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Archive for Monday, April 20, 2009

LHS makes good showing at high school film festival

Lawrence High school students Cody Jones, left, and Ryan Hobbs examine the award Hobbs received for Best Actor during the fourth annual Focus Film Festival Awards on Sunday at Liberty Hall.  Jones and Hobbs, along with classmate Chase Billings, also took home an award for Best Comedy for their film “The Ballad of Bryan Jaston.”

Lawrence High school students Cody Jones, left, and Ryan Hobbs examine the award Hobbs received for Best Actor during the fourth annual Focus Film Festival Awards on Sunday at Liberty Hall. Jones and Hobbs, along with classmate Chase Billings, also took home an award for Best Comedy for their film “The Ballad of Bryan Jaston.”

April 20, 2009

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LHS makes good showing at high school film festival

The Lawrence High Focus Film Festival handed out gold and silver film reels at their awards ceremony on Sunday. Enlarge video

Lawrence High film students took home 12 of a possible 15 awards for their creations at the fourth Focus Film Festival Awards ceremony Sunday.

LHS junior Luke McDaneld won three awards for his drama “Elise,” including best drama, best story and the biggest award of the day, best in show.

“I’m surprised that I won some of these because there were a couple people that made some really good stuff,” McDaneld said.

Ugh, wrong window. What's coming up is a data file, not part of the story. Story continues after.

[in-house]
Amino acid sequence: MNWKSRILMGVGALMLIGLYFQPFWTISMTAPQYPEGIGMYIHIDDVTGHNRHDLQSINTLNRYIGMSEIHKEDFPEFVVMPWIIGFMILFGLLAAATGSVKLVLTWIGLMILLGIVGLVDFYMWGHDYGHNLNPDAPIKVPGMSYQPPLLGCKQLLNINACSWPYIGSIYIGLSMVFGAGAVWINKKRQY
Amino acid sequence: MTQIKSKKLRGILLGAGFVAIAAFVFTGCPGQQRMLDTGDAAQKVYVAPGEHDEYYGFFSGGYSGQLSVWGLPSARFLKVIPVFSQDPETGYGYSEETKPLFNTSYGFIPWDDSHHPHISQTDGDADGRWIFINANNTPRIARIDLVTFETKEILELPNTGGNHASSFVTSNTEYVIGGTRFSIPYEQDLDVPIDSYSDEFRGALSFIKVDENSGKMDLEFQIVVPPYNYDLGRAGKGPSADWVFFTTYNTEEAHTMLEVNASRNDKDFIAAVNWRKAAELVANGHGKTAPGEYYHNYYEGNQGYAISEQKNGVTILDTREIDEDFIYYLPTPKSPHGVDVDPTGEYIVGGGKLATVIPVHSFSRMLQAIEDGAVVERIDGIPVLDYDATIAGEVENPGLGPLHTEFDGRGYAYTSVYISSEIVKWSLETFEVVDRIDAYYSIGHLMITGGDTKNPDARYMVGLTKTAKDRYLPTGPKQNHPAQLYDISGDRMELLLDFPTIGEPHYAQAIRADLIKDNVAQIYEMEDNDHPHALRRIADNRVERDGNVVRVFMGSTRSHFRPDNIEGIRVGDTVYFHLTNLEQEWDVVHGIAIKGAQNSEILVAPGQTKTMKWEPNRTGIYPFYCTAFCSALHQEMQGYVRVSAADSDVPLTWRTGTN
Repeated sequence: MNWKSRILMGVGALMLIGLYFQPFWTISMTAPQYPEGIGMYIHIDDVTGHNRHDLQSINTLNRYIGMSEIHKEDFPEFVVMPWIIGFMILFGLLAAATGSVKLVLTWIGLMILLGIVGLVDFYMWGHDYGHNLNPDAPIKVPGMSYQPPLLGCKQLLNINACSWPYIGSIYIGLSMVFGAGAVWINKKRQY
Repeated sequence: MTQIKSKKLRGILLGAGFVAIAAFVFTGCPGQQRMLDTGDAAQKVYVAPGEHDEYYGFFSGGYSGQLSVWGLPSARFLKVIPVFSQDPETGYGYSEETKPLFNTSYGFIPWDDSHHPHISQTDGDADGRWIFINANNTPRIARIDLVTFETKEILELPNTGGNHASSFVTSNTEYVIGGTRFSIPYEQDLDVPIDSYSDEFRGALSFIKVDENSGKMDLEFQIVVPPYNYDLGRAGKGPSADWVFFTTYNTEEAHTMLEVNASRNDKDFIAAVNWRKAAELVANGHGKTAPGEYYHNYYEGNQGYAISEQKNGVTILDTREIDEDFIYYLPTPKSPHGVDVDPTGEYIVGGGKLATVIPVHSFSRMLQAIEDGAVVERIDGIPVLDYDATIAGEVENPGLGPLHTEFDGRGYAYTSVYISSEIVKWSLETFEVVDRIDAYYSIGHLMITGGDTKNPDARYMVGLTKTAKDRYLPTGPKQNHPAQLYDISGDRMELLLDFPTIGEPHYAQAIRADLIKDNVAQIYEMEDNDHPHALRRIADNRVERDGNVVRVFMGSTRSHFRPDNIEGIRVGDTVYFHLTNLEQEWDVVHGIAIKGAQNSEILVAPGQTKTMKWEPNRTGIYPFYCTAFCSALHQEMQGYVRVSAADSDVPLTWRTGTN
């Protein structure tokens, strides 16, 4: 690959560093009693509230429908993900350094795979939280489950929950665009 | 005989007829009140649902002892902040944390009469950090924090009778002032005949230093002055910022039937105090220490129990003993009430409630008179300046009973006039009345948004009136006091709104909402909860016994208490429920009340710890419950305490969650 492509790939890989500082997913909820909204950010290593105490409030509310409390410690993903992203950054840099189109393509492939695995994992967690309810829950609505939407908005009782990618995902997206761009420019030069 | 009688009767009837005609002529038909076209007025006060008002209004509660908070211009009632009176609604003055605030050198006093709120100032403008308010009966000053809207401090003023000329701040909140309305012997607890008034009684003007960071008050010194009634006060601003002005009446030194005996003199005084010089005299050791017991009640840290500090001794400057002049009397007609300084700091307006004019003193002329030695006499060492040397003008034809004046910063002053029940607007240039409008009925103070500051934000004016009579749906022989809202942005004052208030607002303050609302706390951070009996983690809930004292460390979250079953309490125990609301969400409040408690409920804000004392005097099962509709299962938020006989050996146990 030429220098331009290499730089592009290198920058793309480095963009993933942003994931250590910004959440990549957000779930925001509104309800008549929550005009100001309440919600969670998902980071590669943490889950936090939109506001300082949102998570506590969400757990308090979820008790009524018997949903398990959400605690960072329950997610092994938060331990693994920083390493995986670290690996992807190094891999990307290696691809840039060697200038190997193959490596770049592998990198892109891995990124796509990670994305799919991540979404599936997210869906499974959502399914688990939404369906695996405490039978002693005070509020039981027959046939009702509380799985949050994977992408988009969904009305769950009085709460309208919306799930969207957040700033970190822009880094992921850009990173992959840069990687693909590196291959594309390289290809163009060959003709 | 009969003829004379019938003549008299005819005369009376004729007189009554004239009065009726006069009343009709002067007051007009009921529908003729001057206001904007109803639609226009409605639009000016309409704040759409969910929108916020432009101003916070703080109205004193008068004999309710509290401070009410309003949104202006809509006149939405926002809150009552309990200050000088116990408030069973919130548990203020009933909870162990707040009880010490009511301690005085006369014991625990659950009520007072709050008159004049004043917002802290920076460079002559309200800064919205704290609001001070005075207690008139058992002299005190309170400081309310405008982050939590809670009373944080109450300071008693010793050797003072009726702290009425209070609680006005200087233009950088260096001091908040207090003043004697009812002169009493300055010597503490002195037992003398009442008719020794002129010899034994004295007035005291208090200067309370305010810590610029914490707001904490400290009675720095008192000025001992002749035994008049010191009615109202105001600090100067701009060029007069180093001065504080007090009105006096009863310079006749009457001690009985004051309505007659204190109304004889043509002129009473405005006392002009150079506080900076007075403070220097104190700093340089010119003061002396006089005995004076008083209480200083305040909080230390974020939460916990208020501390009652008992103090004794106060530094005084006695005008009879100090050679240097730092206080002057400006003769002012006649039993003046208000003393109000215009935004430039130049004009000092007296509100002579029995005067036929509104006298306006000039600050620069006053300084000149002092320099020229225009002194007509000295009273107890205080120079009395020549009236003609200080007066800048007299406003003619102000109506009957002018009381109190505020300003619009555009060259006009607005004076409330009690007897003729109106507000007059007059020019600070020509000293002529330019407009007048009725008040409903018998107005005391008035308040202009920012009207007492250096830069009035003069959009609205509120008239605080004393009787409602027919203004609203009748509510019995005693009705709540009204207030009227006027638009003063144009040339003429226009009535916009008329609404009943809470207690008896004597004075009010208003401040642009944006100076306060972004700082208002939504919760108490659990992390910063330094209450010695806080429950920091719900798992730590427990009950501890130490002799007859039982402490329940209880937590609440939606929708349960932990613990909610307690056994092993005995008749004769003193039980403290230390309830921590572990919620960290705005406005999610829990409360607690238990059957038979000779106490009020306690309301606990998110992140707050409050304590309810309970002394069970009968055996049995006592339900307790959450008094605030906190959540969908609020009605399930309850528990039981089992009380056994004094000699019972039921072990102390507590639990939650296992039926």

This year’s festival included 80 movies from 11 area high schools. About 300 people showed up to see the winning films at Liberty Hall.

“Anytime students are allowed the opportunity to have their visions seen, their voices heard, it’s awesome,” said Jeff Kuhr, Lawrence High’s film teacher.

LHS senior Ryan Hobbs won with his team’s comedy film, “The Ballad of Bryan Jaston,” and won best actor playing the title character.

“When we make film, my inspiration is people that I actually meet and that I find funny to myself and then I just exaggerate them,” Hobbs said. “It’s nice to have other people see what you’ve worked hard on.”

And the LHS students’ hard work paid off with a near sweep of the awards.

“Every year, the judges see the films blind, not knowing where the films come from,” said Kuhr. “It was just as surprising to me that they (the LHS students) did as well as they did.”

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